Gin’s Fruitier Sister: Sloe Gin

Sloe gin is a red liqueur made with gin and sloe berries, which are a small fruit relative of the plum, native to England and only in season once a year.

If you have the opportunity, we recommend a sip of the mysteriously complex Southern Wild Distillery’s Dasher + Fisher Sloe Gin – the handpicked sloe berries foraged from across Tasmania make this extra special.

Seb recommends enjoying sloe gin on the rocks with an orange slice or in a Charlie Chaplin cocktail: equal parts Dasher + Fisher Sloe, Marionette Apricot Brandy, and lime juice, all shaken hard and served straight up!

A Whole New World of Gin

One of our favourite things about the amazing growth of Australian craft gin is the diversity. This is so clear in the range of contemporary new world gins out there. There is a new world of gin that pushes the original definition of the London dry style. Typically, this means less juniper and more of another botanical, and/or citrus. New world gin is led by smaller distilleries – an industry willing to take risks to develop new and bold quality products.

Four of the Best New World Gins and How to Enjoy Them

  1. South Coast Distillery - Batch Zero Gin, South Coast Distillery, New South Wales.

    Seb recommends garnishing this one with citrus and cardamon, or hear the gin sing in a dry martini with a grapefruit twist.

  1. 78 Degrees, Adelaide Hills Distillery, South Australia.

    This spirit is fast becoming a classic on its own. Seb’s advice is to serve it garnished with pink grapefruit in a G&T. You could also have it in a classic Martinez cocktail: gin with a splash of sweet vermouth, curacao and a dash of maraschino, served straight up.

  1. Chamomile Gin, Alchemy Distillers, Victoria.

    Seb would serve this one with classic citrus like lemon or lime for a fresh G&T which goes well with the spicy sweetness of true chamomile. It’s also bright enough to hold its own in a Tom Collins or even a Singapore Sling.

  2. Teddy and The Fox, Bellarine Distillery, Victoria.

    Teddy and the Fox gin starts like a classic London dry, then gives what Seb reckons is “the best example of balancing the power and flavour of native lemon myrtle, while never losing site of the juniper.” Try this gin with a sprig of fresh lemon myrtle if you can get hold of some, or fresh lime and basil leaves. The other winning serve is a Southside cocktail, gin, fresh lime and mint leaves, served short.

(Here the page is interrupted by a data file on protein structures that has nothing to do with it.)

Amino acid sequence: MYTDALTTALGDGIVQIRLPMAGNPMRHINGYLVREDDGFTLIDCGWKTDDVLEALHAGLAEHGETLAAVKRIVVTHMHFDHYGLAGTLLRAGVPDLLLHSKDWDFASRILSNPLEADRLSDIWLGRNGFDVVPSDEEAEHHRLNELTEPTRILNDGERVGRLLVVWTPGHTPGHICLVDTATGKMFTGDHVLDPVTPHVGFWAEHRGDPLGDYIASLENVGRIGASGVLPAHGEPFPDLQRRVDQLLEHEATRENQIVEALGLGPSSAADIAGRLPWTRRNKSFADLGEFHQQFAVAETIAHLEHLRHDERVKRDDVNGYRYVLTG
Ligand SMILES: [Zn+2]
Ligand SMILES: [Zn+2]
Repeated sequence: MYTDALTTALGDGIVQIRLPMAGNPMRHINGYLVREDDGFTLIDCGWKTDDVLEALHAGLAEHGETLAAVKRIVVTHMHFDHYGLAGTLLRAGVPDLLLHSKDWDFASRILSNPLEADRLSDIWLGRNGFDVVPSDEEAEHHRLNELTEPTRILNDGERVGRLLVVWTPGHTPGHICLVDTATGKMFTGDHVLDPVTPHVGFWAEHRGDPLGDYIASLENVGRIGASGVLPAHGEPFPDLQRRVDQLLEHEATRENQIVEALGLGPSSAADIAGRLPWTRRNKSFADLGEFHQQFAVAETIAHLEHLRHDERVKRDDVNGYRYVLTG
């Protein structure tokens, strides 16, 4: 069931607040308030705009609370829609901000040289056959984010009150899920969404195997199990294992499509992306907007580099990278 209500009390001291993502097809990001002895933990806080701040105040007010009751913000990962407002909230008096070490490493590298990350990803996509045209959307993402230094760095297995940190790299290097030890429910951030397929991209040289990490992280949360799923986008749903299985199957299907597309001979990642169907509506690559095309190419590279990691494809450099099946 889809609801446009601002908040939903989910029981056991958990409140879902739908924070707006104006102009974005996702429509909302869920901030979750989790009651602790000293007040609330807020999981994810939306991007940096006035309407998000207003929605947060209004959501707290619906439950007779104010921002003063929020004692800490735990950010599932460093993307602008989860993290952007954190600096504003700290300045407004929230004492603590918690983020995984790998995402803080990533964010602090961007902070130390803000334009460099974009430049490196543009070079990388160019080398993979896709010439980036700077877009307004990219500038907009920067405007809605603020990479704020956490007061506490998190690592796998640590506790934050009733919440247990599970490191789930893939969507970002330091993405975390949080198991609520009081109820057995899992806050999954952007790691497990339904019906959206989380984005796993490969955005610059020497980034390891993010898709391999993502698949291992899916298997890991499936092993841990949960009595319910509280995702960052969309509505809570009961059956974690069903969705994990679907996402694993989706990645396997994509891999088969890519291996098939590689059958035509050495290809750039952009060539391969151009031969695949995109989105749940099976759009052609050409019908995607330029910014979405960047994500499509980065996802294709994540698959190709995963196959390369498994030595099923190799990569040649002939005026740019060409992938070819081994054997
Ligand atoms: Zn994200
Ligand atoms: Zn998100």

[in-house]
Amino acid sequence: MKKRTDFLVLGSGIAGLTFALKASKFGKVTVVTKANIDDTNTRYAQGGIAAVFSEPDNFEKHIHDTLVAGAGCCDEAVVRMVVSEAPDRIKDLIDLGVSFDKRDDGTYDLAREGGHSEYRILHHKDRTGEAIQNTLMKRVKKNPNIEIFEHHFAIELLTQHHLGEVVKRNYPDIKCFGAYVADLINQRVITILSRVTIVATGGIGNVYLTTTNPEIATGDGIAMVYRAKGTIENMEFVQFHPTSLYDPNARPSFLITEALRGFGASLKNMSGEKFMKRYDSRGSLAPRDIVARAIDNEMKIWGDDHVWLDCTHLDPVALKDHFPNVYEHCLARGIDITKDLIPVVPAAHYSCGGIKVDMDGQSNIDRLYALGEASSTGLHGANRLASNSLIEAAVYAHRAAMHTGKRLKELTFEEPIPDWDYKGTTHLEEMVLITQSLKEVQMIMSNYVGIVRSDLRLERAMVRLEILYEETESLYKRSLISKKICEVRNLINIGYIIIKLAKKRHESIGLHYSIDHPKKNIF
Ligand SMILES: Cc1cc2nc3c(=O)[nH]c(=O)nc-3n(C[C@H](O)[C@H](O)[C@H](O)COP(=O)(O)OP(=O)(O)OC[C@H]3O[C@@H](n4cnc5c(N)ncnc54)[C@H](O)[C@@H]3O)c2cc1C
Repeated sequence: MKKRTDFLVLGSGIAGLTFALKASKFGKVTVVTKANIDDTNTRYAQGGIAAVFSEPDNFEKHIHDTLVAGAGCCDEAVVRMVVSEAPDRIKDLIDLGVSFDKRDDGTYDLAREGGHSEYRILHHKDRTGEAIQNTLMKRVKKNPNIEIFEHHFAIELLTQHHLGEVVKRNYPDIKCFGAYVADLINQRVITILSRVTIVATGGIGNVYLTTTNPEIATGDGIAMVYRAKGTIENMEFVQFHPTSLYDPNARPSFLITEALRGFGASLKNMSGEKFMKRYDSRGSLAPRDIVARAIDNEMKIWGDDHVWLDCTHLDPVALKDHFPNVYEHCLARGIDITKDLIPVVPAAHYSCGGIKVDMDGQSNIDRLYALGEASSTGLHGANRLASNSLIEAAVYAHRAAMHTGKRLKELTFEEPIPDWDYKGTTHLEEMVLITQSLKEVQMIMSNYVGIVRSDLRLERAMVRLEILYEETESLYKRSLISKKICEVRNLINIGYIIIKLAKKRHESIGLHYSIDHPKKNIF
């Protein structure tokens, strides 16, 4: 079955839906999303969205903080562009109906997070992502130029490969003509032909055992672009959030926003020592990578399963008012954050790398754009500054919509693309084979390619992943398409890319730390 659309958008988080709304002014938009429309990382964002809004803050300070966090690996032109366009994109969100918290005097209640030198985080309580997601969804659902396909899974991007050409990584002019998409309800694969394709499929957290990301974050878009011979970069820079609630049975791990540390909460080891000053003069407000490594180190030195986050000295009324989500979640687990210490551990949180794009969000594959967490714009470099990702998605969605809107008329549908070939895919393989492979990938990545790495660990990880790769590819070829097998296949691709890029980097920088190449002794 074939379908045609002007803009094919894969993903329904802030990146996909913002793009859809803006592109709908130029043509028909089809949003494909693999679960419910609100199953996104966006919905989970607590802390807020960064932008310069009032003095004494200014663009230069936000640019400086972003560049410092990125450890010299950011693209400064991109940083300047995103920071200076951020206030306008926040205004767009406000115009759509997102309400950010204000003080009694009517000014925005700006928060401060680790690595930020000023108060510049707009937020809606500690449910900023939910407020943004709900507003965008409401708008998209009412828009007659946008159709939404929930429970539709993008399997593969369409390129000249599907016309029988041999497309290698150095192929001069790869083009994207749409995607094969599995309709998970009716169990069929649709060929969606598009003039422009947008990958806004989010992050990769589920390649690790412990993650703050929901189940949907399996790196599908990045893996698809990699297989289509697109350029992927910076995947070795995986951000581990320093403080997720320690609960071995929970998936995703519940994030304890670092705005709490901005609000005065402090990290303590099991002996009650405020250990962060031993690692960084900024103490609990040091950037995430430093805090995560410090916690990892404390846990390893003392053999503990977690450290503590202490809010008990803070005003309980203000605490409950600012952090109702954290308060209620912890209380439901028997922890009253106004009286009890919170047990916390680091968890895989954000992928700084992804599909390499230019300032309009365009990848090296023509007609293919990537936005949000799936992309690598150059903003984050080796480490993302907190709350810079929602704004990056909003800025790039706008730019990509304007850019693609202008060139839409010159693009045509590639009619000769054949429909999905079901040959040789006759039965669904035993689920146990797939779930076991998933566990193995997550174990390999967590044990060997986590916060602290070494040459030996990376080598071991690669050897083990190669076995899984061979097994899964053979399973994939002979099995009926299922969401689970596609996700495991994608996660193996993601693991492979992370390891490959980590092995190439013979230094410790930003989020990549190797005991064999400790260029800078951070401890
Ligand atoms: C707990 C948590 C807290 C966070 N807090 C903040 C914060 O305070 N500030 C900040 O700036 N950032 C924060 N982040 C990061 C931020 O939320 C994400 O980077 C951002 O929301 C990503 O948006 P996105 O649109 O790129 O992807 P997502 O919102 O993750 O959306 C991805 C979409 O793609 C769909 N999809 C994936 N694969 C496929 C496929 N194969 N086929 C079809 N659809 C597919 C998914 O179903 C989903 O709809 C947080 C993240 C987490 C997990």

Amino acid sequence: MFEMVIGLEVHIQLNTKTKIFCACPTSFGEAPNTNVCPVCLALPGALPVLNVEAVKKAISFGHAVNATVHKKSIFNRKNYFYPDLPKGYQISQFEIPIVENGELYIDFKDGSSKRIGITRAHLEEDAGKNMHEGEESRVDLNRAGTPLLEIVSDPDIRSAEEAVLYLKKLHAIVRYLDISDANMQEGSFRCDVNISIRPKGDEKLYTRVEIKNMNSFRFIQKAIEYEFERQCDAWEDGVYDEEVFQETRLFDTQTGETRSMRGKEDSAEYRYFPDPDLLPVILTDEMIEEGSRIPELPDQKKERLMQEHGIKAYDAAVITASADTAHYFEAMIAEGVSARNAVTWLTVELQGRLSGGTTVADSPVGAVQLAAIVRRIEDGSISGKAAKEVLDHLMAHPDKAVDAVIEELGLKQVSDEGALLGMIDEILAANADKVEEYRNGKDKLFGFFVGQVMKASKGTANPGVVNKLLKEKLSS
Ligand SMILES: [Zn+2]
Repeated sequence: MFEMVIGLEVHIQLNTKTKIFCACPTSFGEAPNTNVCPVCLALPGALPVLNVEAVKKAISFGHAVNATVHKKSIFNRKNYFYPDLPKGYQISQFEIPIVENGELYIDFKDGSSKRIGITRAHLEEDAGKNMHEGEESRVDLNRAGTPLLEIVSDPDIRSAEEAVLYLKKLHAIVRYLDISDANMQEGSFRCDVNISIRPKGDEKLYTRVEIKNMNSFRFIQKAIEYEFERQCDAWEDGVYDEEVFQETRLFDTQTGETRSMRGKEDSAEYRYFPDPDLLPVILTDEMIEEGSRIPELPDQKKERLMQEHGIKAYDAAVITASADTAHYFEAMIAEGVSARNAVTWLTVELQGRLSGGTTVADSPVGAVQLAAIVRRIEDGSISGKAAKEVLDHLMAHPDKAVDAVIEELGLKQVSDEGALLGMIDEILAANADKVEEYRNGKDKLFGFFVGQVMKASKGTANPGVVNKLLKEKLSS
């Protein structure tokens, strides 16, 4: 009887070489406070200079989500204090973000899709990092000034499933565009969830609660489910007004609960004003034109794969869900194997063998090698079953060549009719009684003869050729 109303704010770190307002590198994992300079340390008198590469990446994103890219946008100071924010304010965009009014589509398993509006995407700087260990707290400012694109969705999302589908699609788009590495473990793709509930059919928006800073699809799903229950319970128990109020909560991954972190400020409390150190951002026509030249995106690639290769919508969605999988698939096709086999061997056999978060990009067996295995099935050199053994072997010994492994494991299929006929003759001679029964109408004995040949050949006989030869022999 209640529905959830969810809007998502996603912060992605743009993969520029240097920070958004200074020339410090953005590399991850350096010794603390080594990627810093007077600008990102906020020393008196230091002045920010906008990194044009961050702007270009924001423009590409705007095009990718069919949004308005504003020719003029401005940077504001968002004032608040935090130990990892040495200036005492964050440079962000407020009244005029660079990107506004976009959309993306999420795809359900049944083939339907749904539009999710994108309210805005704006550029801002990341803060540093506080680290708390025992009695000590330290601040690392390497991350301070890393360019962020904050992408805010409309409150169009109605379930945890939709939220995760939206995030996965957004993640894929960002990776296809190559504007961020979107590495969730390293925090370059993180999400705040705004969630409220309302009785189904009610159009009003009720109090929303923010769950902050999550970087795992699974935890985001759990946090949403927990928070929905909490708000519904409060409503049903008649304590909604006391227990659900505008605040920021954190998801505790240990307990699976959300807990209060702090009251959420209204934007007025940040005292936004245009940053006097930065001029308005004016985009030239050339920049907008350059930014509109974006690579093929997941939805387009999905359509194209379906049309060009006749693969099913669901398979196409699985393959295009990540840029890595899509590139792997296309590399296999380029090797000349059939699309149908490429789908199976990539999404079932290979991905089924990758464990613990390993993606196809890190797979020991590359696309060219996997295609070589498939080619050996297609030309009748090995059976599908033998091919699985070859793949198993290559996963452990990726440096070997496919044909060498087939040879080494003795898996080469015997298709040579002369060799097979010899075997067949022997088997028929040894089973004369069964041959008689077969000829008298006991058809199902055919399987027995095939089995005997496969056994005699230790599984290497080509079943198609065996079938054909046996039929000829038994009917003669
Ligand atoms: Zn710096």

Not So Standard: Experimental Gins

Expect to see more experimental gins which accentuate different flavors from strawberry to wild plum to gingerbread. There’s even a Christmas Pudding gin by Victorian distillery Noble Bootleggers.

One Smokin’ Experimental Gin You Must Try

The one special experimental bottle you’ll want is Australia's first smoked gin. Produced in Queensland, Mt. Uncle Distillery’s Botanic Australis Bushfire Smoked Gin is based on an original London dry gin recipe but with the original ingredients substituted for our own smoked Australian native botanicals.

Seb says “We all know and understand smokey whisky, but the Mt Uncle manages to embrace the smoke without losing the clean freshness that is essential to gin.”

Seb recommends the Botanic Australis Bushfire Smoked Gin in a Martini with green olives, served cold and strong. The other very tasty drink he would create with its unsual flavour is an old gin cocktail called a Princeton, two parts gin to one part port with a dash of orange bitters and a twist of orange peel. Expect a complex flavour experience when combined with the port and orange.

The top 16 gins are based on the results of the 2019 Australian Distilled Spirits Awards, Australia's first and leading national spirits competition, in which Seb participated as a judge. Seb Reaburn and co-distiller Dervilla McGowan think they achieved the perfect distillation when they entered the Awards and were awarded Championship Gin 2018.